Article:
NEW BEDFORD — On the eve of the presidential election, parishioners at Grace Episcopal Church say they believe the United States has lost its way because of its lack of civility in the campaign.
About two dozen parishioners met in silent prayer for about an hour Monday night in the historic church at the corner of School and County streets, hoping for healing, reconciliation and acceptance regardless of whether Hillary Clinton or Donald Trump is elected president.
“There has been a constant, oversaturation of these messages,” the Rev. Christopher R. Morck, the church’s rector, said of the candidates’ campaign themes, noting they have become amplified in the final days. “It almost feels like a non-stop assault to the point where you don’t know if you want your children to watch it.
“We’re not advocating for candidates. We’re advocating for reconciliation and healing, regardless of the outcome of the election,” he said.
Rev. Andrea Wyatt, assistant rector, said the service was held to pray for the country’s elected officials as well as for an end to the divisions that have marked this campaign and the peaceful transition of power after either Clinton or Trump is elected.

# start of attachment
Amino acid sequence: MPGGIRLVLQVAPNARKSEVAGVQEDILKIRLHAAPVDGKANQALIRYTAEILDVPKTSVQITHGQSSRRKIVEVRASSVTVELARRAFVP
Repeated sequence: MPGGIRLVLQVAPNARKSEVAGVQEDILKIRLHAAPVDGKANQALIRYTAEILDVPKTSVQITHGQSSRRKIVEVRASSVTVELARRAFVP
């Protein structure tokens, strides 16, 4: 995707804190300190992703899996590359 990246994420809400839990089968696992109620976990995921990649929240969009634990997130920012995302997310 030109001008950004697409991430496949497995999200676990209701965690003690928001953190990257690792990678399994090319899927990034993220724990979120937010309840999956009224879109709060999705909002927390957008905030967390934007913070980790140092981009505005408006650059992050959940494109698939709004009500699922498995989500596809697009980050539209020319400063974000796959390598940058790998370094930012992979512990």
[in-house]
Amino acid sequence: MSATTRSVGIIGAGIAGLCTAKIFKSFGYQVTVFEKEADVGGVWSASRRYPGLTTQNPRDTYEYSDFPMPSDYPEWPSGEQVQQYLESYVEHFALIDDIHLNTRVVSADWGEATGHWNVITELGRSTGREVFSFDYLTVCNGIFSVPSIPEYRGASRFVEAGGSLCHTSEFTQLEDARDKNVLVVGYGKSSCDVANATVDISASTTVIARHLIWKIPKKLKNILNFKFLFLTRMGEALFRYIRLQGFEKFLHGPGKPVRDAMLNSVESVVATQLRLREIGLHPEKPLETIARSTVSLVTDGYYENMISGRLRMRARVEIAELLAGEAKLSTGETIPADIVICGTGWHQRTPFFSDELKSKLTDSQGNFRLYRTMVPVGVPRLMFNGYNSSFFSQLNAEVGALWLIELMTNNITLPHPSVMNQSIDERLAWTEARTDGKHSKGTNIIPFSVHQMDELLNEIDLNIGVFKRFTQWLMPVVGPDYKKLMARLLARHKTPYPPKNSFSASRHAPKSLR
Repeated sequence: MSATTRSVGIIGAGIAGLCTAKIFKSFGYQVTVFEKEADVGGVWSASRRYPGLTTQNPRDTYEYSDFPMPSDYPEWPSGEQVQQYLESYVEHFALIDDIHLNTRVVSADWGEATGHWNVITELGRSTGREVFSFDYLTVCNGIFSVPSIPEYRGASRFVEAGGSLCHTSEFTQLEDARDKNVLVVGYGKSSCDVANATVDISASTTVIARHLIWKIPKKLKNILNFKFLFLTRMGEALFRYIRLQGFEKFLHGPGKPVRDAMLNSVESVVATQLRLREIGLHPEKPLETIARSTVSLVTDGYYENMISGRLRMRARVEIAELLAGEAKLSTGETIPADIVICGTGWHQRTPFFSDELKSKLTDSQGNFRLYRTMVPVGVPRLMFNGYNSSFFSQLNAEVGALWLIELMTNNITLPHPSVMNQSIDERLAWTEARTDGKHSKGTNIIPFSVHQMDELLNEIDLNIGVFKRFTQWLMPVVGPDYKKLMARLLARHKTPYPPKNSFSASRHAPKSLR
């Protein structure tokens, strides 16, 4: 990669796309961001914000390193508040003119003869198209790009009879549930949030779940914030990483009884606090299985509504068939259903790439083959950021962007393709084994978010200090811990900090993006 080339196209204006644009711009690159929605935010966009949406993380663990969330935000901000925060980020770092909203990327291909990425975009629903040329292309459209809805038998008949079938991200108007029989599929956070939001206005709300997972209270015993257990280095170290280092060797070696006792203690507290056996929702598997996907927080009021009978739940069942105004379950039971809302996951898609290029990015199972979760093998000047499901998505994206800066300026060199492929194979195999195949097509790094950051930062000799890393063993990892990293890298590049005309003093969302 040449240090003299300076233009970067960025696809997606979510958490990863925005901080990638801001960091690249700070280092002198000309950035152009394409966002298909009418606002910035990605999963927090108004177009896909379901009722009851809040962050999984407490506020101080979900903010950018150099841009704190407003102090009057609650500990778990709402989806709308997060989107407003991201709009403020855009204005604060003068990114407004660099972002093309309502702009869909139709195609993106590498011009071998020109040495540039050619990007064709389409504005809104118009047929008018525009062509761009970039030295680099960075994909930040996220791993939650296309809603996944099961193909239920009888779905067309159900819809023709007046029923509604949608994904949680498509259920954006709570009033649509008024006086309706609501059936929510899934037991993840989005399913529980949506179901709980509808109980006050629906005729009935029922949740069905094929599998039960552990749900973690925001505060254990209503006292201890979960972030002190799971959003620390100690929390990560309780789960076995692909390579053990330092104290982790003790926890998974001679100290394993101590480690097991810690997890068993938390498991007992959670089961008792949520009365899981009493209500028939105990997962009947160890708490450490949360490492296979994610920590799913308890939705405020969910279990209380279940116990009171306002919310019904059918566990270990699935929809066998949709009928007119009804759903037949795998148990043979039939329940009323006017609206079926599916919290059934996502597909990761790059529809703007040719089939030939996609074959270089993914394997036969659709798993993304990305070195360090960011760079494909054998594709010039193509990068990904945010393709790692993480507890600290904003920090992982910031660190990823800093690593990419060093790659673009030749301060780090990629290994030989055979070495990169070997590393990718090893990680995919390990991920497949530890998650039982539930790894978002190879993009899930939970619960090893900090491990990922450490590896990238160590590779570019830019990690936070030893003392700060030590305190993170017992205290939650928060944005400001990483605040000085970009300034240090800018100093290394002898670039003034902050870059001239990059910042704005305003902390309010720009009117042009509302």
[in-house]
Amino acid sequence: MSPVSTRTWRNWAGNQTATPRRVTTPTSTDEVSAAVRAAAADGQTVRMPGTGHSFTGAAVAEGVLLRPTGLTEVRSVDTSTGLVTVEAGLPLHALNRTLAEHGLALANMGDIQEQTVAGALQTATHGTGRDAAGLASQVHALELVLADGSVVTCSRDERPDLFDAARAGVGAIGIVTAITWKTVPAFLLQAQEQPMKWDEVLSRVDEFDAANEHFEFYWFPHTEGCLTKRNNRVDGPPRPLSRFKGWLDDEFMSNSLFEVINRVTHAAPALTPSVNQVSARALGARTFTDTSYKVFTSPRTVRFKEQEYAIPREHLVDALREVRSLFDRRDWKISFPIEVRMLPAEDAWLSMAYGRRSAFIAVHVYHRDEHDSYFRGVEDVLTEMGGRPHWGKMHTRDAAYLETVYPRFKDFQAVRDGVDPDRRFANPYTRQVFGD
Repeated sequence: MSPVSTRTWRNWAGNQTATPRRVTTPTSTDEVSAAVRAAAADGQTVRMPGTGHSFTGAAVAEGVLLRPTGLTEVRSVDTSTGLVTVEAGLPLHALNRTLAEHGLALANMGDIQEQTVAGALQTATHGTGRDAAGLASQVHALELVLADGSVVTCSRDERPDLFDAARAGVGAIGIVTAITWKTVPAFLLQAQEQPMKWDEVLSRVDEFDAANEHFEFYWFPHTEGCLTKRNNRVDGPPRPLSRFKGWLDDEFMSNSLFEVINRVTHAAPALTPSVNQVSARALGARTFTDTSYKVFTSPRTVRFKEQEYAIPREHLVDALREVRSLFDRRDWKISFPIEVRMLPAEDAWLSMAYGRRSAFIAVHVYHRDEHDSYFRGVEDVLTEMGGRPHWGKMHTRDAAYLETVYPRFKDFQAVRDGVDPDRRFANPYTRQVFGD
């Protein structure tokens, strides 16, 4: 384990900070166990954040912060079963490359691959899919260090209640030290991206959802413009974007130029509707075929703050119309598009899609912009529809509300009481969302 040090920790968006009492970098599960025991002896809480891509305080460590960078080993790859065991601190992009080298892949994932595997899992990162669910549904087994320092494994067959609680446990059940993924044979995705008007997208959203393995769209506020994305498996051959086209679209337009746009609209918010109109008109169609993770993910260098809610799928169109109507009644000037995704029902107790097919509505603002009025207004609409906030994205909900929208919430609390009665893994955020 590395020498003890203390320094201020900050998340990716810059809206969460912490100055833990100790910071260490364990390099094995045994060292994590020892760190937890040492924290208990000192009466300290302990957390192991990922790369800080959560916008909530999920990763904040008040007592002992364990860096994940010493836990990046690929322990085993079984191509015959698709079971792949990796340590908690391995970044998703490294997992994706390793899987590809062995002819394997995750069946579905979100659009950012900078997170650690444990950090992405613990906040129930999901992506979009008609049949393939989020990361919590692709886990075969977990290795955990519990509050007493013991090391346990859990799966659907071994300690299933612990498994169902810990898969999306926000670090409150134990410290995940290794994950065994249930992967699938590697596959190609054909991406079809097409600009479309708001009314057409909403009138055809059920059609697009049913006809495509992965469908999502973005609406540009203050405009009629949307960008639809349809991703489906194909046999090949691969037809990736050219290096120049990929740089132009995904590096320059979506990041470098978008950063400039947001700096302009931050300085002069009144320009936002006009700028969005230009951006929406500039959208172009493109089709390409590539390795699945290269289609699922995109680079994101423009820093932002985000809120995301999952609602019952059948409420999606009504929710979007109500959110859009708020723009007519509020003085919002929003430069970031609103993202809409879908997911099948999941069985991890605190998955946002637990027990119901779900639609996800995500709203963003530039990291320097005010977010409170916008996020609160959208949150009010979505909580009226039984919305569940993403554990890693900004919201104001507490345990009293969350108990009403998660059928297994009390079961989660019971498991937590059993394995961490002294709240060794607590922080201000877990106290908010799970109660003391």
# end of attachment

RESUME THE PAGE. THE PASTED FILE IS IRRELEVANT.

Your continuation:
Following the lead of the three Episcopal bishops of Massachusetts, who called for a 48-hour vigil sometime between noon on Sunday and noon on Election Day, Grace Church scheduled an hour of silent prayer from 6 to 7 Monday night, where parishioners could reflect and pray anyway they wished.
During the service, several spoke individually of what they hope will follow the election: “acceptance of the election results;” “reconciliation and understanding;” “healing;” and “forgiveness.”
Several parishioners, in personal interviews with The Standard-Times, said the division that has reared its head in this election is similar to what they have read or seen in the period leading up to the Civil War.
“I’m concerned for this country,” said John Howcroft of Acushnet, a parishioner. “Never since the Civil War have we had such divisions of people, suspicion of elected officials. We’re so divided and without a unity of purpose. A lot of people have lost faith in our government, in our nation.”
Howcroft said he will support whomever is elected, but will continue to speak out when he sees inequities. “The fight for social justice with me never ends,” he said.
Pauline Roderiques of Fairhaven, another parishioner, said she finds the discourse in the campaign “deeply troubling.”
“It’s what Mr. Trump is selling. Our nation and our country is hurting,” she said.
Zelinda Douhan of Dartmouth said she always finds comfort in her church. “I am here for a sense of peace and serentity and quiet and a time to reflect on God in his role in all of our lives,” she said.
Morck said his hope is that the service gave parishioners some sense of unity. “God’s purpose is being worked out even through the most difficult circumstances and we are part of that,” he said.
This article originally appeared in the Standard Times on 11/7/2016 – see the original article here